Californians are good at saving water. However, the seasons to come will likely test their abilities beyond anything they've experienced before. That's because California is experiencing the worst drought in 1,200 years. Yes, that's twelve hundred years. And chances are, it's much worse than that because the drought is just beginning. 

Hoover Dam's intake towers are mostly submerged (as they are designed to be) when lake Mede is full.

Hoover Dam's intake towers are mostly submerged (as they are designed to be) when lake Mede is full.



The climate record demonstrates that drought is common in California and the American West, especially in the desert southwest where the Mojave spans hundreds of miles from Southern California to Nevada, and into Arizona. From there, the dry Mojave gives way to other deserts that stretch as far east as Texas.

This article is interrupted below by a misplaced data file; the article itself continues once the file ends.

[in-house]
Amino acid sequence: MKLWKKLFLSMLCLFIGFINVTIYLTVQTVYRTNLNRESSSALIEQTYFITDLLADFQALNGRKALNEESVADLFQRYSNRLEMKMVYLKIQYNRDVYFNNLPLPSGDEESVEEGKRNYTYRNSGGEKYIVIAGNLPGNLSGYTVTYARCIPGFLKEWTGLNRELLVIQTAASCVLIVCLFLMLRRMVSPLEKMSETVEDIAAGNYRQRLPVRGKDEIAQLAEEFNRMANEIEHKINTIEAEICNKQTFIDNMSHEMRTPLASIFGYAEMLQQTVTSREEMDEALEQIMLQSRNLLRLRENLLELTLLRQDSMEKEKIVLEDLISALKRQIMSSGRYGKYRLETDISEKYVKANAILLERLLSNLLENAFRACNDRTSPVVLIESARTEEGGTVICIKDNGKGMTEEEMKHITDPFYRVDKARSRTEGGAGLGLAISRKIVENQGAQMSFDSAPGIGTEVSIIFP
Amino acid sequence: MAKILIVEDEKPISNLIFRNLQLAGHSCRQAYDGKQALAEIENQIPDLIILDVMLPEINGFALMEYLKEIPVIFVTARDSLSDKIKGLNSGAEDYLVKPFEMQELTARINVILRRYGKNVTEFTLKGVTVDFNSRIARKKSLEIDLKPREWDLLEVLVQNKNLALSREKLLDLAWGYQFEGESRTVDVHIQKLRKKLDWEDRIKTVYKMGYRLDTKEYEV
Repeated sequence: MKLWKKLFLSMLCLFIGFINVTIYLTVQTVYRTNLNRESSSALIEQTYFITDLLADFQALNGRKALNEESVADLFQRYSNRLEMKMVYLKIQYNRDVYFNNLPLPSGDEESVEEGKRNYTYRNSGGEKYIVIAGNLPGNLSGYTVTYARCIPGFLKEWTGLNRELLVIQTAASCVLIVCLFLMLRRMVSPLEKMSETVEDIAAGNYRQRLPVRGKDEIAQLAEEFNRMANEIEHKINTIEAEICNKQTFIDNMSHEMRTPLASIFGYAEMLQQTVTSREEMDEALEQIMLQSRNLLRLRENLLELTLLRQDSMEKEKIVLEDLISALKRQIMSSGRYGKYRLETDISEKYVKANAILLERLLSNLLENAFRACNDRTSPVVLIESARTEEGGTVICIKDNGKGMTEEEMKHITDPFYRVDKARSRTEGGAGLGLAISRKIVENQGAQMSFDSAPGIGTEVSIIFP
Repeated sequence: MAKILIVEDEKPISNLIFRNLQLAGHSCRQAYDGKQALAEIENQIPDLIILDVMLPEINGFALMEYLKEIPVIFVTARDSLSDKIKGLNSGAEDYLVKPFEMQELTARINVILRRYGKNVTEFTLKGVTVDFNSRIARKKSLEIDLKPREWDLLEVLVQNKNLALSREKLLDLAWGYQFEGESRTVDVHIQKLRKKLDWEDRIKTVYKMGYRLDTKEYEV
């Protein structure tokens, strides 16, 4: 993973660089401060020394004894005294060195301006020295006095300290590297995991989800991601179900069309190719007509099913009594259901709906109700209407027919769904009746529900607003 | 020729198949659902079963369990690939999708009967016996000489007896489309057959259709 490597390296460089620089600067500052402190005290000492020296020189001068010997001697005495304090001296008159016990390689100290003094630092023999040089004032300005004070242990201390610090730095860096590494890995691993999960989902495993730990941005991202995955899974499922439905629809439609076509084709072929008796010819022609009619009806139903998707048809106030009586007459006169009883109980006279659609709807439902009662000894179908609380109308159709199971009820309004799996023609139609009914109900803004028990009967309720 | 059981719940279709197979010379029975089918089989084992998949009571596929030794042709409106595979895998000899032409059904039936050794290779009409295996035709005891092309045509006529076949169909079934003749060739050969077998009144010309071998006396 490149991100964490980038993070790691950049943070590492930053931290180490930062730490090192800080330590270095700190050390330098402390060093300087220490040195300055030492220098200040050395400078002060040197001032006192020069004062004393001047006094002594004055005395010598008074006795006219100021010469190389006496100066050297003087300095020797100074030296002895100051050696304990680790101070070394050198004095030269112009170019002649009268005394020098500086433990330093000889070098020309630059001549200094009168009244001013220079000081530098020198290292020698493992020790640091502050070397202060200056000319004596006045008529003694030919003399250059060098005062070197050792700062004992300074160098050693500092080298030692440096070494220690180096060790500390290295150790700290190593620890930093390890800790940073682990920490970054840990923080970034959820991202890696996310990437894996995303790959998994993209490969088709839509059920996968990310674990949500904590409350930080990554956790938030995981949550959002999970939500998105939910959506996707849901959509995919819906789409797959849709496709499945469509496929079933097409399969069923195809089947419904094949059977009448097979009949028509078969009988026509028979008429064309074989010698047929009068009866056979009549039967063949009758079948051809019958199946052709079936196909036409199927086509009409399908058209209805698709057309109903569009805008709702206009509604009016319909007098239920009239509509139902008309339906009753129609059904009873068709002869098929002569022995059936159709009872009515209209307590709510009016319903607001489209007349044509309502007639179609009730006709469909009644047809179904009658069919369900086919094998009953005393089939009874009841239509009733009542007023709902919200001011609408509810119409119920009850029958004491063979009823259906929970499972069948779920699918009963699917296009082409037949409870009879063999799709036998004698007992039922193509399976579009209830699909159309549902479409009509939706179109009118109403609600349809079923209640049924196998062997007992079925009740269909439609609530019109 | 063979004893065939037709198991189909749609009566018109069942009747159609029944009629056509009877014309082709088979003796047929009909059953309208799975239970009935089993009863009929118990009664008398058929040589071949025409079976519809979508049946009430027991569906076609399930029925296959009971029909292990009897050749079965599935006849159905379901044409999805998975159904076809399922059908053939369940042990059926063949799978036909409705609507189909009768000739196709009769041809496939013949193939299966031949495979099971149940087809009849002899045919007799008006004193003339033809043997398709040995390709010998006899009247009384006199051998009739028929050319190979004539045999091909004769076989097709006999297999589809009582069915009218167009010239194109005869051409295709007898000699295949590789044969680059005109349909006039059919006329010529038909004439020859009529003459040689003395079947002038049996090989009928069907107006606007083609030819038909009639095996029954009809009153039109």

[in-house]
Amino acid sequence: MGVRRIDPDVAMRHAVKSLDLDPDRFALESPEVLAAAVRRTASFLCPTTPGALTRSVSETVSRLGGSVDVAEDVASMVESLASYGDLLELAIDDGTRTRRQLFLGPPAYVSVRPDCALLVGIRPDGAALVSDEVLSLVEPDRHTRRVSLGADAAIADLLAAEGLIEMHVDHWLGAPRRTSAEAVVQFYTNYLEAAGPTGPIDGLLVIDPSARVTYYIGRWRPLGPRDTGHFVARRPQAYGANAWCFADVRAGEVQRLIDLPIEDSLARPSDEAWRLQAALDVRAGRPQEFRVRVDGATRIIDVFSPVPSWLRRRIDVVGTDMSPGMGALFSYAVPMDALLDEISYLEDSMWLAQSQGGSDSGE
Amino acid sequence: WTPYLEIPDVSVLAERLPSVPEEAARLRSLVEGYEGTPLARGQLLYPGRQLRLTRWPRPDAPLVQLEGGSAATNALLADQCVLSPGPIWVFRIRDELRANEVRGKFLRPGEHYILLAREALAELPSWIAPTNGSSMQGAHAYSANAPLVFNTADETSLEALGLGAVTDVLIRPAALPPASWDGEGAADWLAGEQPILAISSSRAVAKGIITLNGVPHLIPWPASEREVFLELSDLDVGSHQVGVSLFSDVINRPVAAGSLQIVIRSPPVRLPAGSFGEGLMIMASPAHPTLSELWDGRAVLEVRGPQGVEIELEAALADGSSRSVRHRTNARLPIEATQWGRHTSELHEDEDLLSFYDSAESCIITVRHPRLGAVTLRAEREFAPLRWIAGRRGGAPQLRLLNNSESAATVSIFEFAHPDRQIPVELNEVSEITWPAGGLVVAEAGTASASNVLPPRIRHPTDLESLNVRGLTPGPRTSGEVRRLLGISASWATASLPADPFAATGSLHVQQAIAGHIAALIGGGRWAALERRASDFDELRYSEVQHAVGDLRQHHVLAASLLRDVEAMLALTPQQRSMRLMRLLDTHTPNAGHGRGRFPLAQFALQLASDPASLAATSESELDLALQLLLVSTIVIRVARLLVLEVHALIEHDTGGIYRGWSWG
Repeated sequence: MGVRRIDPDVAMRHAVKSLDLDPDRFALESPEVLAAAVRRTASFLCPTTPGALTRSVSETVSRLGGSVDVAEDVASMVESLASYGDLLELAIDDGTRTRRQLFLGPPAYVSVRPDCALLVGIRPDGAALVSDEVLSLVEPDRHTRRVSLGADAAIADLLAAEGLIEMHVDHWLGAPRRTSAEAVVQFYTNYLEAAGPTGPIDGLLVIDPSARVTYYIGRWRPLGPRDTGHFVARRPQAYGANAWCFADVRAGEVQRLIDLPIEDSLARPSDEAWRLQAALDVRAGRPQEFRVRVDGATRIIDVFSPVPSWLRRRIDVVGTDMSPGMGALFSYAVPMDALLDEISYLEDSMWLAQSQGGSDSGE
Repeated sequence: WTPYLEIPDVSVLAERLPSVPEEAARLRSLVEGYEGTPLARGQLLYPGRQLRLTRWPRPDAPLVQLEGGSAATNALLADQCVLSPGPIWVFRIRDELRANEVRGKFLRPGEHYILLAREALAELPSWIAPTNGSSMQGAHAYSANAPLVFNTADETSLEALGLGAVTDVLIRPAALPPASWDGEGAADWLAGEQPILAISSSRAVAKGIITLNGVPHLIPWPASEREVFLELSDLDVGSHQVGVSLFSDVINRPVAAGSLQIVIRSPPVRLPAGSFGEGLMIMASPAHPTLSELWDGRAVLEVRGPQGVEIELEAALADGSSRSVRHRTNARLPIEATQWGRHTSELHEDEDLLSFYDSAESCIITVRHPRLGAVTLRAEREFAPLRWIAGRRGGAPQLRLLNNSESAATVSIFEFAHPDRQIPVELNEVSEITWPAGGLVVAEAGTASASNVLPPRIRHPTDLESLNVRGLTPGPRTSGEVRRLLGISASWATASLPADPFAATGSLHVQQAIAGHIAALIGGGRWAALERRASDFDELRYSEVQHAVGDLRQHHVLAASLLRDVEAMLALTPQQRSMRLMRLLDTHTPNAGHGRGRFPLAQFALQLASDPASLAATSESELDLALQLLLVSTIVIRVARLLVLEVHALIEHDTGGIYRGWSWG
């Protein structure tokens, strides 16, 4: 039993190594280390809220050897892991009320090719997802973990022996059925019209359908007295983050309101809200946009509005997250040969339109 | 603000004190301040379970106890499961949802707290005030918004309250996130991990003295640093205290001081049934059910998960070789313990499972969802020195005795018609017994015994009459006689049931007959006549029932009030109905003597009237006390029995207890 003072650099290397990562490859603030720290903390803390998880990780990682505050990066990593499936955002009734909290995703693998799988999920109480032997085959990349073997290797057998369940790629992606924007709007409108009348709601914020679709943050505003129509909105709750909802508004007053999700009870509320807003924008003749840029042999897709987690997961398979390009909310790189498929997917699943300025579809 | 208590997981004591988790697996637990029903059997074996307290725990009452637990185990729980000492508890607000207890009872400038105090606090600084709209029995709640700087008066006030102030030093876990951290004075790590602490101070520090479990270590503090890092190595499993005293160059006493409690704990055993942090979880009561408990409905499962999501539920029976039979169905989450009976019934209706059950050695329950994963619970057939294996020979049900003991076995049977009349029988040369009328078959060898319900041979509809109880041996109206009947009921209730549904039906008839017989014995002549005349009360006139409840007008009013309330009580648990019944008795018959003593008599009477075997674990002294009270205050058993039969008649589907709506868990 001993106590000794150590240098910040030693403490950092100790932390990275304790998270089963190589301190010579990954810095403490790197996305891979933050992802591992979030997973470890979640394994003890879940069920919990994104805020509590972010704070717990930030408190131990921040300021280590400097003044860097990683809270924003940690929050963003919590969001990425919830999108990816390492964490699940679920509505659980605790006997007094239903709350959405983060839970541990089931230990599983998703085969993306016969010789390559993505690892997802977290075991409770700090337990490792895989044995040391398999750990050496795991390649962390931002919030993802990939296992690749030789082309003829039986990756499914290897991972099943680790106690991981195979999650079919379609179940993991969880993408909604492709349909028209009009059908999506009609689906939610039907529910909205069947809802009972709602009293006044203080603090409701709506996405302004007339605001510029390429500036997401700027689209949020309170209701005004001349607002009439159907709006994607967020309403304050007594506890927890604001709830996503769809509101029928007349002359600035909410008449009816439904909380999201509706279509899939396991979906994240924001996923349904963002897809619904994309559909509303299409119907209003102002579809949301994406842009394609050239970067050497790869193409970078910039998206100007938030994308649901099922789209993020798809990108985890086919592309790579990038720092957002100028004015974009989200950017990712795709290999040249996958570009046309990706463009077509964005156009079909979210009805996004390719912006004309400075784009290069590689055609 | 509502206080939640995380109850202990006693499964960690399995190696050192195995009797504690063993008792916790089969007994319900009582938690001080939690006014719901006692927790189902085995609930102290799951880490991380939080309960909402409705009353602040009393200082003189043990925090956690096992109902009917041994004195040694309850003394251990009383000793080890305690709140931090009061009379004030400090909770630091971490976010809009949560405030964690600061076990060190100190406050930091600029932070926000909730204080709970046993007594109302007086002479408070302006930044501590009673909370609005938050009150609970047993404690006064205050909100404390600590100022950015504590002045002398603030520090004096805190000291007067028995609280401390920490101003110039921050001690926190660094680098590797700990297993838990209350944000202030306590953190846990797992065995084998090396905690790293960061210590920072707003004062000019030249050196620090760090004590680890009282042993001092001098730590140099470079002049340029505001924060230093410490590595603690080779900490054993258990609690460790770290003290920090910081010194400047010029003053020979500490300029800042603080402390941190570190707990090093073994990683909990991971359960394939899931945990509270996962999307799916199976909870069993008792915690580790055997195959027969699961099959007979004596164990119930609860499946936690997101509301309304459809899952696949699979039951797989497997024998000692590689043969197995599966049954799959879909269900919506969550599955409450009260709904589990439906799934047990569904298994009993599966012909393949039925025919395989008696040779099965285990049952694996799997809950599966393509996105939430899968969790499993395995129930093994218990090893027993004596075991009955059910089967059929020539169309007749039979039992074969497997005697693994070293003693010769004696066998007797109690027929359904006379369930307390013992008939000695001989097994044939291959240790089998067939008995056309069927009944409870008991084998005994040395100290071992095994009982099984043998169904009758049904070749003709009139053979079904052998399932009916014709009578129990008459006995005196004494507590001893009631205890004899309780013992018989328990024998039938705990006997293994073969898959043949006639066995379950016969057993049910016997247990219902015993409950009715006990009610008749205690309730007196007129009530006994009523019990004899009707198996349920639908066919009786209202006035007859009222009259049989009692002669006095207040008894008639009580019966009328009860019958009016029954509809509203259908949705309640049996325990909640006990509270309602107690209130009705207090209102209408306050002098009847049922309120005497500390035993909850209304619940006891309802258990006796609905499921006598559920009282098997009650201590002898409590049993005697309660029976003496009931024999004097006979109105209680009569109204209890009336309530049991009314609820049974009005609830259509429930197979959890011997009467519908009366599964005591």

The indigenous people of the region knew how find, catch, and save water. When European settlers arrived, there was enough. As American settlers repopulated the region, they build increasingly complex irrigation projects to capture rain, prevent floods, and channel the precious liquid onto expansive farms, ranches, and suburbs. Today, these systems are fine-tuned to distribute only the water that is necessary to grow crops, feed livestock, and supply homes. But that is about to change. In fact, farms have already been forced to change their practices to conserve water. And this year, some fields are being left barren. Ranchers are sending livestock to slaughter sooner than they might because there isn't going to be enough water over the long California summer to sustain them.